Just got back from an overnighter. I am even more in love with this area than the first time. It would take about 50 backpack trips to explore all there is in these valleys. On the way back to the trailhead, just before crossing over the cascades, I hooked a right and found a beautiful hidden tarn. You could camp here and no one would even know.
I met one hiker who had come over the pass at Gilpatrick Mountain. Apparently this is a popular alternative route to get to Devil’s Pass. I’m not sure exactly how it’s done.
I also met a hunter and his son who told me that there is always a good chance of seeing caribou up at the top of the highest mountains in the region. He also let me know the mountain I camped near (before the saddle into Resurrection Pass) is an inactive volcano and the mound of rocks near the tarn was where it erupted. Since I had been there, the lake had dropped 2 feet. He told me 2 weeks ago that gas was bubbling up from the below and that’s when the water dropped…cool!
The following was added June 28, 2006:
Last weekend, I camped near that hidden Tarn. Due to our slowly arriving summer this year, it was still 1/2 frozen with lots of snow patches in the valley’s. I camped on a knoll and had a stunning view of the entire 2nd valley. I had meant to day hike on the other side but when I set up camp, I was more in a mood to just read and relax.
The following was added July 23, 2006:
Had friends in town and took them to the pass into the second valley and then we headed south into the 1st valley’s cirques and tarns. It is really nice up there with a long spine like moraine overlooking the lower tarn. There are loads of waterfalls and cascades and the tarn is gorgeous! I definitely will come back this summer and camp on this moraine and then check out the upper tarn as well as go over the pass to check out the Devil’s Creek side.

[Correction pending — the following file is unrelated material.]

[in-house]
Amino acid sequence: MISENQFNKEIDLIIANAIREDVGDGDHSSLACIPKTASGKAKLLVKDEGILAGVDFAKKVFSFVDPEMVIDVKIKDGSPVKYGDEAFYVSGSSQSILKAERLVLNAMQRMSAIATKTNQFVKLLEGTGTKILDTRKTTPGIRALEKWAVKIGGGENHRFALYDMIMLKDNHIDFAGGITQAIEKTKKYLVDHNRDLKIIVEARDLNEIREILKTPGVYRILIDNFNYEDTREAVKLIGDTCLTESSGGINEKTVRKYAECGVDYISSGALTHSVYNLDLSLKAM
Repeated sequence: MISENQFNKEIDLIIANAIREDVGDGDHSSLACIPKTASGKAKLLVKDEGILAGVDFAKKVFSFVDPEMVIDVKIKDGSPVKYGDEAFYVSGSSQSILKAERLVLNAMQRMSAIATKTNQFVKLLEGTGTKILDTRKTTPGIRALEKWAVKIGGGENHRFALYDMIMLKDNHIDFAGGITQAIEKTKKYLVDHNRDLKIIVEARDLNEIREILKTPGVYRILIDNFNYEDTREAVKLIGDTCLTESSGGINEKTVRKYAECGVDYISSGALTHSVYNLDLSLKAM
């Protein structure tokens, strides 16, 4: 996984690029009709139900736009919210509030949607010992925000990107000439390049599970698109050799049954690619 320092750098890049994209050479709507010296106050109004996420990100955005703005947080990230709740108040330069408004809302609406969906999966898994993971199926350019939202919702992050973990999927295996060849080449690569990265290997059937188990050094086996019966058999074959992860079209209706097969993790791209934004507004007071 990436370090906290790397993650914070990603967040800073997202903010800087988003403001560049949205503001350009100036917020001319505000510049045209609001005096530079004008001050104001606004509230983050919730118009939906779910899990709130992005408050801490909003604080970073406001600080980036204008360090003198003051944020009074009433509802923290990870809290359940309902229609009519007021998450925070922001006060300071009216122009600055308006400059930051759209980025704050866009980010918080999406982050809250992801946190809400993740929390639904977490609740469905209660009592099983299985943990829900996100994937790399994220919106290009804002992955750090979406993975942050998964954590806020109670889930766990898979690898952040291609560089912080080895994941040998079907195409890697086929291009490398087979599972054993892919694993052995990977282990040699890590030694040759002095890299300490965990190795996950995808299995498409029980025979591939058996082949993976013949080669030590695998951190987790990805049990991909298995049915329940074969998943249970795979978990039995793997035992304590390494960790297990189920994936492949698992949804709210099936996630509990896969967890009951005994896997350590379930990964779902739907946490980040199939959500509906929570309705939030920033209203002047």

The following was added September 4, 2006:
It was really great to set up a tent by the first valley’s tarn. The tarn above this, where the cascades are coming from, is very small and rocky. The water flows underground to the cascades. The upper part was way too rocky to setup camp. Later on that day, I headed into what I thought was the pass to Devil’s Pass but it didn’t seem clear. There were, however, 2 more tarns, and this would be a very cool place to setup camp as the likelihood of anyone coming up there would be slim and the views would be amazing from your campsite.
If you’re going in early June, check with Ranger Station first to see if there is too much snow, and therefore avalanche danger. Link above to their official website on my Parks page. You want the Seward District.
There were no good places to tie up food and this is definitely bear country You may want to bring a bear proof canister. Speaking of bears, there is some tall grass and shrubs on the first part of the trail. Be sure to be noisy so you don’t take one by surprise.
The topo maps show the main valley with one lake. Due to beavers, there are now two. The second one is where you’ll veer left into the next valley.
The ranger, and other sources, tells me it’s real easy to miss the trail if you’re coming from the south on Resurrection Pass. My picture on the photos page from the saddle overlooking the Pass may help orient you.
After you descend the moraine into the second valley, you’ll will be crossing the creek and hiking on the other side. A section of snow was covering this area and I didn’t notice it right away.
The trail would make a great, almost-loop hike with Resurrection Pass and Devil’s Pass. If you didn’t have another car, the two trailheads are only 3 miles apart on the Seward Highway. An overview link is provided on the Map Page. Car-wise, this would be a lot easier to deal with than the whole Resurrection Pass Traverse. You can do more of the Pass than just the section between the other two trails.
I hear great things about the food at Summit Lodge but I have not partaken myself. The state campground behind it is really nice.